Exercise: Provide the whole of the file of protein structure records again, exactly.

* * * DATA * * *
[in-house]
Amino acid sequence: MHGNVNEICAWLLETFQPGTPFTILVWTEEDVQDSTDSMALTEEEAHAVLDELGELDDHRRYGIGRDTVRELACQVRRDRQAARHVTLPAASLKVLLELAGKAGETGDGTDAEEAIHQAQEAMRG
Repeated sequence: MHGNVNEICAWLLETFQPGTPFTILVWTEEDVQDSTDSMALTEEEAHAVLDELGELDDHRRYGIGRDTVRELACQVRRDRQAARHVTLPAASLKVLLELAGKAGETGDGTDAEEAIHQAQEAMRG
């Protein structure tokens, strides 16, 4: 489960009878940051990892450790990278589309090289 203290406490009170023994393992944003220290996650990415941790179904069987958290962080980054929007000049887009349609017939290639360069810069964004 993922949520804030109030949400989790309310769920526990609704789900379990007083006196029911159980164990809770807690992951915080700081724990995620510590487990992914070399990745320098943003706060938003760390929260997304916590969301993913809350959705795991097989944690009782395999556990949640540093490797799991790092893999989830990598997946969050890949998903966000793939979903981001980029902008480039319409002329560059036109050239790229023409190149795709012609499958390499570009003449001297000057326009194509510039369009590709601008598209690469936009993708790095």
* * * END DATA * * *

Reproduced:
[in-house]
Amino acid sequence: MHGNVNEICAWLLETFQPGTPFTILVWTEEDVQDSTDSMALTEEEAHAVLDELGELDDHRRYGIGRDTVRELACQVRRDRQAARHVTLPAASLKVLLELAGKAGETGDGTDAEEAIHQAQEAMRG
Repeated sequence: MHGNVNEICAWLLETFQPGTPFTILVWTEEDVQDSTDSMALTEEEAHAVLDELGELDDHRRYGIGRDTVRELACQVRRDRQAARHVTLPAASLKVLLELAGKAGETGDGTDAEEAIHQAQEAMRG
């Protein structure tokens, strides 16, 4: 489960009878940051990892450790990278589309090289 203290406490009170023994393992944003220290996650990415941790179904069987958290962080980054929007000049887009349609017939290639360069810069964004 993922949520804030109030949400989790309310769920526990609704789900379990007083006196029911159980164990809770807690992951915080700081724990995620510590487990992914070399990745320098943003706060938003760390929260997304916590969301993913809350959705795991097989944690009782395999556990949640540093490797799991790092893999989830990598997946969050890949998903966000793939979903981001980029902008480039319409002329560059036109050239790229023409190149795709012609499958390499570009003449001297000057326009194509510039369009590709601008598209690469936009993708790095």